Delaware Bay, New Jersey, USA - Saturday, May 5, 2007
We began our 2007 shorebird season on the Delaware Bay presenting to about 30 people who intended to volunteer their next three weekends to protecting Delaware Bay beaches. Mandy Dey, Carl Youghans, Larissa Smith and I talked of the plight of the Delaware Bay shorebird stopover and the status of the species especially the red knot. We also spoke of the need for the public to resist the urge to walk the beach where shorebirds are feeding or roosting because disturbing them will deprive them access to horseshoe crab eggs, the food they need to build fat to fuel the flight to their Arctic breeding areas.
As we have shown in all our previous posts from Tierra del Fuego, the situation for the red knots remains perilous and the birds will need as many eggs as they can get. Both in the Delaware Bay and in the main wintering areas, red knot populations remain at historic lows. Similarly, the horseshoe crab in the Bay, on whose eggs the shorebirds rely to build weight to reach their arctic breeding areas, hovers at all-time lows and has yet to show any significant sign of increase despite years of harvest restrictions. Last year, ruddy turnstone also fell to an historic low and may soon find itself in the same condition as the knot. The NJ Division of Fish and Wildlife, Conservation Wildlife Foundation of NJ, the Nature Conservancy, NJ Audubon and many other groups have committed to a major volunteer-based program to ensure that the birds have safe feeding and roosting areas throughout the NJ bayshore. The volunteers are trained to inform the public that disturbing birds can hurt their chance of survival by preventing them from feeding. Shorebirds are sensitive to disturbance and may leave the beach altogether if disturbed repeatedly.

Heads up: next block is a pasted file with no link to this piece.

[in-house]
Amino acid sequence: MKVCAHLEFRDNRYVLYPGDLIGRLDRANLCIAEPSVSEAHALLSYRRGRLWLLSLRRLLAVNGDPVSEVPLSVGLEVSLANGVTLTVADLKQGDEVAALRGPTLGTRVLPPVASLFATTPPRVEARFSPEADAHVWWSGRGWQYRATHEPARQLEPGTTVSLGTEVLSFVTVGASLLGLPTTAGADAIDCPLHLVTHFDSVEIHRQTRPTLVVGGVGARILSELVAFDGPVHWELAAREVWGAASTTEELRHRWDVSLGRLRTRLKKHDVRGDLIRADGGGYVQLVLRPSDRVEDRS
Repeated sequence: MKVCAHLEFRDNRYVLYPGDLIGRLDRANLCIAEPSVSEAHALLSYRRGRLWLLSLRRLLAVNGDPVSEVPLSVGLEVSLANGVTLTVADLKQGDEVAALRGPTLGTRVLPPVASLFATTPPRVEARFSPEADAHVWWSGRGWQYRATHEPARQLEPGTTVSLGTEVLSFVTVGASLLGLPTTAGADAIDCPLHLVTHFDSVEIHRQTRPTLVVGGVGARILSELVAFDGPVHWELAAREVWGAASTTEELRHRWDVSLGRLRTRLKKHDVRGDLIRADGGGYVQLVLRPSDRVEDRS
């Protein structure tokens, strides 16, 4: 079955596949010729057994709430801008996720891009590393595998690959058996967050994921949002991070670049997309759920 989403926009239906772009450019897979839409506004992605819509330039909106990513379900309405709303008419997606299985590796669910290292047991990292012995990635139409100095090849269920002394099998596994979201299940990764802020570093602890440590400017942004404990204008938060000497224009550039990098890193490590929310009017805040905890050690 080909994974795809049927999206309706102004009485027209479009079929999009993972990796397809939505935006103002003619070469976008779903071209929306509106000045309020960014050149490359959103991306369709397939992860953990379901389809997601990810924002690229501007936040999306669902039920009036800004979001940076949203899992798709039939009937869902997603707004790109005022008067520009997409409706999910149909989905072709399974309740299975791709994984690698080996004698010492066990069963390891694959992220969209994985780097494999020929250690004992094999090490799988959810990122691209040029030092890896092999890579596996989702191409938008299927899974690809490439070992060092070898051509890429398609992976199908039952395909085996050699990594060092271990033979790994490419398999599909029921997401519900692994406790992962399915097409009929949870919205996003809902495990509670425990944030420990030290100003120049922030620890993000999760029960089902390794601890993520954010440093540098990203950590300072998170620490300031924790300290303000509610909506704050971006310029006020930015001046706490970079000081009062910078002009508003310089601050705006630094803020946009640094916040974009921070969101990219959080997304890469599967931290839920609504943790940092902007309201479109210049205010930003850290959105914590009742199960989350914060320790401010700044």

Of course if people choose to ignore the volunteers and insist on disturbing birds, Fish and Wildlife Conservation Officers are available to provide greater encouragement to do the right thing. If necessary the officers will issue a summons. It is against the to disturb red knots and other shorebirds. Over the last five years of the program all but a tiny minority of people willingly comply, most care for the birds and their need to come to the Delaware Bay and leave it in good condition.
This past week has been a blur of preparation while we wait for the arrival of the main flock. This year the team will include 20 people from 6 countries conducting many different projects on red knots, sanderlings and ruddy turnstones. Not only will we provide the logistical support to insure all of the work can be done, we will also provide room and board. We are renting two houses that will be packed with researchers conducting work from early morning to late at night: counting, catching and banding, scanning for individually marked birds and tracking birds equipped with tiny radio-transmitters.